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Kids Turn Hobbies/Education

Meet Vet, Janet Tobiassen (Crosby)

Name: Janet Tobiassen (Crosby)
Title: Doctor of Veterinary Medicine. Small animal veterinarian with doctorate in veterinary medicine from Oregon State University. Interest areas include soft tissue surgery, genetic defects and diseases, and pet therapy for the elderly. She trained at Oregon State University, Washington State University and the Animal Medical Center in New York City. She is a member of the American Veterinary Medical Association (AVMA). She is currently retired from clinic work to enjoy time with her young son (12/97), daughter (8/99), and husband.
Web Site: Veterinary Medicine at About

The Interview - Part II

Vet Janet

KE Q: Can people get sick working around sick animals?
Dr. Janet: Yes. There are certain diseases that can be spread from animals to humans. They are called "zoonotic diseases". Rabies, salmonella, ringworm, intestinal parasites -- just to name a few. Veterinarians must be very familiar with the animal species they are working on - what signs can indicate what disease, and how best to protect yourself. More on zoonotic diseases.

KE Q: What is the most rewarding thing about being a Vet?
Dr. Janet: There are so many rewarding things...but I think the best of all is seeing that very sick dog or cat recover and be reunited with their family after a stay in the hospital. I have shared some of my favorite patient stories here.
The first story is a big standout in my memory of favorites. I wanted to adopt him so bad!
I have several very encouraging/heartwarming stories in the Success Stories index submitted by visitors to the site.

KE Q: What is the least rewarding thing about being a Vet?
Dr. Janet: Well, contrary to what most people think, being a vet is NOT just working with animals. It is working with people and their animals. Being a vet is being involved with life and death every day. This alone is stressful.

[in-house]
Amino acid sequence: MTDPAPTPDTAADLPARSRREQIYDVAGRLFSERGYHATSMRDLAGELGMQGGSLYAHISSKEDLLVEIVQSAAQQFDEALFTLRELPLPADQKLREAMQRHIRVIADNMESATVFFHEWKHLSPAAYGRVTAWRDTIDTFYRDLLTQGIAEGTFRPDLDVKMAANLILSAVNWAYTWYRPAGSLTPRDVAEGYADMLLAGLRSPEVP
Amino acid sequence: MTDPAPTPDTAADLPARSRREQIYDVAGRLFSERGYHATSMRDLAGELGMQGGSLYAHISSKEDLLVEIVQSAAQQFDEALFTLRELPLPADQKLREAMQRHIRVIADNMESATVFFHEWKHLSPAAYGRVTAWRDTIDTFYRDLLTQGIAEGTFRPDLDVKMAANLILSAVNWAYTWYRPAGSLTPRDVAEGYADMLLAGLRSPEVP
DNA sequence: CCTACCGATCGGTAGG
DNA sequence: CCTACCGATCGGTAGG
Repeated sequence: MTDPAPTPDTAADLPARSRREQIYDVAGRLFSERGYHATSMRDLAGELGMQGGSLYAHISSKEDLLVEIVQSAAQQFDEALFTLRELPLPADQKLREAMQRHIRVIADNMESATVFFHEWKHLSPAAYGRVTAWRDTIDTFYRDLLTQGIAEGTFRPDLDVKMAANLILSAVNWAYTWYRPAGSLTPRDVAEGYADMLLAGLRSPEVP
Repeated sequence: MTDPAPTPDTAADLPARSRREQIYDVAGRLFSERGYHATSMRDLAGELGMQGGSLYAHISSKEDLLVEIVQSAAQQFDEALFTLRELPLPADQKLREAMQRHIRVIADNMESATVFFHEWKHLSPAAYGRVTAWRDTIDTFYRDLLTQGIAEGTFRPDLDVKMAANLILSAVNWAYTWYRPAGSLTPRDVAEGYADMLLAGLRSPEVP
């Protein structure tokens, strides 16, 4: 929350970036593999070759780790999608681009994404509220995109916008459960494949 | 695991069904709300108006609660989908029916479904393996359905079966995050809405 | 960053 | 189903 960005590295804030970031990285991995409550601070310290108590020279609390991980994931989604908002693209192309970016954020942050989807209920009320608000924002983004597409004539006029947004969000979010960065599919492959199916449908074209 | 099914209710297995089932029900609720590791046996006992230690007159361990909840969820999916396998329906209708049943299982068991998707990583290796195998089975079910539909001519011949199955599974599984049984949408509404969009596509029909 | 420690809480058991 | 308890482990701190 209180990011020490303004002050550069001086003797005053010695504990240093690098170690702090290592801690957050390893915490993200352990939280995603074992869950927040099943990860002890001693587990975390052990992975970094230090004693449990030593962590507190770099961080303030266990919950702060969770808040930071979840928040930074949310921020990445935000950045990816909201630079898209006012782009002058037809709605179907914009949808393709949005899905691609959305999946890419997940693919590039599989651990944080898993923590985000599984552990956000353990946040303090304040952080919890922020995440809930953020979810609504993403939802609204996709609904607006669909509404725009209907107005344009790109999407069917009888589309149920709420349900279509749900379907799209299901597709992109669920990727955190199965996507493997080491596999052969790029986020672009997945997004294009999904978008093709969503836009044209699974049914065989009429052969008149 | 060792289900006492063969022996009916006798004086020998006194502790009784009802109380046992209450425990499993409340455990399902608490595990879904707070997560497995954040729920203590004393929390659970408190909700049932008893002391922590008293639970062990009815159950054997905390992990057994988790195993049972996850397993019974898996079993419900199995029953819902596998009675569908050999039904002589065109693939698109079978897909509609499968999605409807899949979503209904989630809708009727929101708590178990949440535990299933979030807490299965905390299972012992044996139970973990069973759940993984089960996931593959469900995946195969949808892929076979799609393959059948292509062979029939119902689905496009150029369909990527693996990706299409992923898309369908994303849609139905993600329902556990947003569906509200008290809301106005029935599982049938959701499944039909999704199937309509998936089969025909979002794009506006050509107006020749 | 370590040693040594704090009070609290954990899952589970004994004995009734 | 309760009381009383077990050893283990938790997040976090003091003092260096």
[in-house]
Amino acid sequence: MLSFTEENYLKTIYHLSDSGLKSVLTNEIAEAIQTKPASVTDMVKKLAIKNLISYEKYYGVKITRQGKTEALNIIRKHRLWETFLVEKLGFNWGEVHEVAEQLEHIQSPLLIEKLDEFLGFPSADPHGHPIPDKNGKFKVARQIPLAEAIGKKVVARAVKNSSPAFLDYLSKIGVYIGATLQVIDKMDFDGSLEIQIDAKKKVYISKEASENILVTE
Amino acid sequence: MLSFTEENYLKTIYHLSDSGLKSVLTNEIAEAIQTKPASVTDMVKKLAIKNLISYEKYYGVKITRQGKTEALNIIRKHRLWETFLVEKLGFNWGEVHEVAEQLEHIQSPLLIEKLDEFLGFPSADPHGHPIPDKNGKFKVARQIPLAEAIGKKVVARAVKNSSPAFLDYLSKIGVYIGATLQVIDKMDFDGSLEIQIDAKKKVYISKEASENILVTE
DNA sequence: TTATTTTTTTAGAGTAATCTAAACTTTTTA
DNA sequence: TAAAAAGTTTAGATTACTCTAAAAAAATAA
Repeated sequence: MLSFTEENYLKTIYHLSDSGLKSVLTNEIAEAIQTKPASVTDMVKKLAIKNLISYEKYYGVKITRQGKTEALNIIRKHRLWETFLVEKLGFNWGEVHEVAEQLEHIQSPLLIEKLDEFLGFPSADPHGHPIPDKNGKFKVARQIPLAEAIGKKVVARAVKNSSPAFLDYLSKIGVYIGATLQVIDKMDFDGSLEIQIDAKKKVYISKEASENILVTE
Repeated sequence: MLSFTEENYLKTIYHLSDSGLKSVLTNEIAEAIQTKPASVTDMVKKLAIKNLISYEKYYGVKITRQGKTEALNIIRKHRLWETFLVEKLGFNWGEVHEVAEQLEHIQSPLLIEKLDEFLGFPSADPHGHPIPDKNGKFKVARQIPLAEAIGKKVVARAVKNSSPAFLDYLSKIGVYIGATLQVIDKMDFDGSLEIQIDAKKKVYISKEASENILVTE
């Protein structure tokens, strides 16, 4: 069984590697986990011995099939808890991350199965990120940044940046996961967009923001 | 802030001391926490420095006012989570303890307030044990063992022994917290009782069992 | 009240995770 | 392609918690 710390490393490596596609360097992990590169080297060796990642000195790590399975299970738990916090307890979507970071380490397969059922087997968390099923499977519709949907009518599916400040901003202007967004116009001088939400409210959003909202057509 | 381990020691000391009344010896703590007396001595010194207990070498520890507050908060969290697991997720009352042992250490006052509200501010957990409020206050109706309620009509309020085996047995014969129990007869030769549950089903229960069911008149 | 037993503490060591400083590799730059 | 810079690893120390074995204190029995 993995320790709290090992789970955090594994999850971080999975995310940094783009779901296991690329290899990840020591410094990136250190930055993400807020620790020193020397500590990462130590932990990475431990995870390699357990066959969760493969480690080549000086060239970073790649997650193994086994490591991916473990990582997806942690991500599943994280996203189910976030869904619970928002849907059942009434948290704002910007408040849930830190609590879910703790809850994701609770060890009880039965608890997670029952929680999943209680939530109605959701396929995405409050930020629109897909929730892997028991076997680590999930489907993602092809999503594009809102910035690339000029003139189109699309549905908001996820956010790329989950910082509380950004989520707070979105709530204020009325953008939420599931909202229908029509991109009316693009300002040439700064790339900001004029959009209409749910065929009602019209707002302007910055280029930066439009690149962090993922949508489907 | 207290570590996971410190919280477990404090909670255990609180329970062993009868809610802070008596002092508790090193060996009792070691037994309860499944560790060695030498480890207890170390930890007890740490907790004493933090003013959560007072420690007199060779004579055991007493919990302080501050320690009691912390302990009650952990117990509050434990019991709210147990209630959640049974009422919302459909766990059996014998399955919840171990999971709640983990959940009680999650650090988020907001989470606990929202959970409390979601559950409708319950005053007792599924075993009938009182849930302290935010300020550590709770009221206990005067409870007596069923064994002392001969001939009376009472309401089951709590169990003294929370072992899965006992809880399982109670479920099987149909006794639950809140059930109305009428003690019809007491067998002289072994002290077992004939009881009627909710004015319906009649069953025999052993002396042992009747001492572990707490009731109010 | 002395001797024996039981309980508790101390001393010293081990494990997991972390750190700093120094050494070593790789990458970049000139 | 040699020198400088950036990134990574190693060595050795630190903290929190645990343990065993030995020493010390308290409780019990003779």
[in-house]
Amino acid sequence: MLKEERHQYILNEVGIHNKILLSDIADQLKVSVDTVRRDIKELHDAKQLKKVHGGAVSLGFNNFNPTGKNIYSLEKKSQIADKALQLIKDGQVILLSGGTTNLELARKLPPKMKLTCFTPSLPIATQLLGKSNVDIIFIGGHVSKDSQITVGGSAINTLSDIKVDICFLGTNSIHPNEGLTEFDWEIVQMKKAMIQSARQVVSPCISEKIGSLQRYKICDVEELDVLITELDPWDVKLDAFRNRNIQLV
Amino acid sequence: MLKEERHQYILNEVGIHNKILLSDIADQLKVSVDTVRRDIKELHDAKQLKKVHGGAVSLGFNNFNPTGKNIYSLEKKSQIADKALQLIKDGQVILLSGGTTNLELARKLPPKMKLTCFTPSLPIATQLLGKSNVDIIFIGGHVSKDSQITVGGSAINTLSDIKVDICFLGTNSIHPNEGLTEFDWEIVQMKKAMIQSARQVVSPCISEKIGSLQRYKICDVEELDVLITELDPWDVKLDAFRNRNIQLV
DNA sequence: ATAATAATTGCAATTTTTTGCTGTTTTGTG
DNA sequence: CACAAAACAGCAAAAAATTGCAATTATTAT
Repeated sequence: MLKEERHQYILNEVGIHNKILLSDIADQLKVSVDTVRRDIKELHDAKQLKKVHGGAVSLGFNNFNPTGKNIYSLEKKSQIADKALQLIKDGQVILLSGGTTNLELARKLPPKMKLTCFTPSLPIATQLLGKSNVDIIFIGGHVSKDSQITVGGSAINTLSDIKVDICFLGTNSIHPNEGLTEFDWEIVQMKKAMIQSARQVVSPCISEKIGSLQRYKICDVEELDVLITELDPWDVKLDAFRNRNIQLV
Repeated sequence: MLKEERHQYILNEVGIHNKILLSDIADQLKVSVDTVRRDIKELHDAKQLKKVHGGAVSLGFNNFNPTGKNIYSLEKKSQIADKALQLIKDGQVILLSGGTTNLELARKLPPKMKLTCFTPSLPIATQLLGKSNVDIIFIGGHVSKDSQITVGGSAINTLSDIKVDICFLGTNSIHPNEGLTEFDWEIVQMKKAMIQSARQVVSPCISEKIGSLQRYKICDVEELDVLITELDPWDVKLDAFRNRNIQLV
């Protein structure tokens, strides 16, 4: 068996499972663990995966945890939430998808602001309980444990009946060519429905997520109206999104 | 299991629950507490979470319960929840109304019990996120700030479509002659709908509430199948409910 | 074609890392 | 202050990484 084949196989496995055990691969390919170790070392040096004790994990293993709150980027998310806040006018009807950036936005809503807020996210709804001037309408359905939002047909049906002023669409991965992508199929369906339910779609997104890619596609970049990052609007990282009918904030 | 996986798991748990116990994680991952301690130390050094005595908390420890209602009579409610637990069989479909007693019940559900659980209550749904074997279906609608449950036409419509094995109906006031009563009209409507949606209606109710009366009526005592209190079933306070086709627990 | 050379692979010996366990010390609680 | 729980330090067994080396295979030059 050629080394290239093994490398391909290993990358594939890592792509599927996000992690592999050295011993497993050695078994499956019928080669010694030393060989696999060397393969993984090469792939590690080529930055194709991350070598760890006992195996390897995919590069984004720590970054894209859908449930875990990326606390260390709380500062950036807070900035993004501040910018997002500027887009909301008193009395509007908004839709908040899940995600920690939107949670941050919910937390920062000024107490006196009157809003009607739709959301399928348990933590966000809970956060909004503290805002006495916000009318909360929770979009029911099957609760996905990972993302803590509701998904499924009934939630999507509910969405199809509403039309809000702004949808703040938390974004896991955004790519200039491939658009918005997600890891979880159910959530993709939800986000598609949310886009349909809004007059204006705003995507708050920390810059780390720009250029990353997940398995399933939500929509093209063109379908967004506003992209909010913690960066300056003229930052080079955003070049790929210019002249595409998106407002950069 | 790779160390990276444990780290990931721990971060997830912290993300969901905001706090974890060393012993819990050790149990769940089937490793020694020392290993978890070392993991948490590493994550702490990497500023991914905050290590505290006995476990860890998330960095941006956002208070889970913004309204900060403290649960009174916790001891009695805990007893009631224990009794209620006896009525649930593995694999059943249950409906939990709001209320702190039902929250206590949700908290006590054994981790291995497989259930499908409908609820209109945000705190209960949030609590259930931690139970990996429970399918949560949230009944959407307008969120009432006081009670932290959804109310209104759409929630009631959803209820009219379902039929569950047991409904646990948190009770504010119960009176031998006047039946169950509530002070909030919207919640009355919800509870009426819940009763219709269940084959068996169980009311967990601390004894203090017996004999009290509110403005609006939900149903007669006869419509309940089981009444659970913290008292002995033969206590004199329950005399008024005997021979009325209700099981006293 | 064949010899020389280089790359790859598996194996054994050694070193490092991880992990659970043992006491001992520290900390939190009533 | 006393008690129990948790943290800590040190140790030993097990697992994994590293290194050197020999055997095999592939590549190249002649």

Pet owners are stressed too - upset that their pet is sick, that they don't have the money to pay for their pet's care, or that they have to wait for an appointment if the vet is dealing with an emergency. It can be a balancing act sometimes! Most people are wonderful to work with and are very understanding of what a vet can or can't do (vets don't always have all of the answers or means to fix everything - frustrating for owners and the vet alike).

KE Q: How do you 'talk' to animals to figure out what is wrong?
Dr. Janet: This is key to being a good diagnostician. A vet, unlike a human doctor who can ask where it hurts (most often), has to use his or her other senses --

SMELL: some diseases/conditions have a characteristic odor. It is important to notice small, subtle details
SIGHT: look for the non-obvious things. Example - a cat is presented for a small bite wound on his side. Doesn't look too bad. But look further...oh no...there are 4 other bites on the body too, covered up by hair. The wounds look like just a little hole...until you look further...big area under the skin that has been damaged! It is important to think ahead and look.
TOUCH: your hands are an important tool - learning to palpate (feel the organs under the skin) is valuable for identifying other conditions, such as tumors or bladder stones.
HEARING: listening to the heart, lungs, gut are used everyday. Listening closely for that raspy breath, clicking of a joint, etc can provide more answers as to what may be going on.
TASTE: well, luckily, this isn't a sense that we use for diagnosis!

The other big important area is COMMUNICATION...knowing what questions to ask the owner to figure out what may be going on. To ask: "How is your pet feeling?" Doesn't usually invoke much helpful info.
To ask: "Is she drinking normal amounts of water?" or "Does your pet notice when you walk in the room?" will provide the vet with much more useful information.

KE Q: What is your best advice for kids who want to become a Vet or are interested in working with animals?
Dr. Janet: Read about and work with animals as much as you can (4-H or similar animal clubs, volunteering at a shelter or vet's, getting a job at a vets).

KE Q: One final question....have you ever been bitten?
Dr. Janet: Yes....Job hazard.

Dr. Janet was a guest in our chat. You can read the transcript here.

Photo used with permission from Dr. Janet.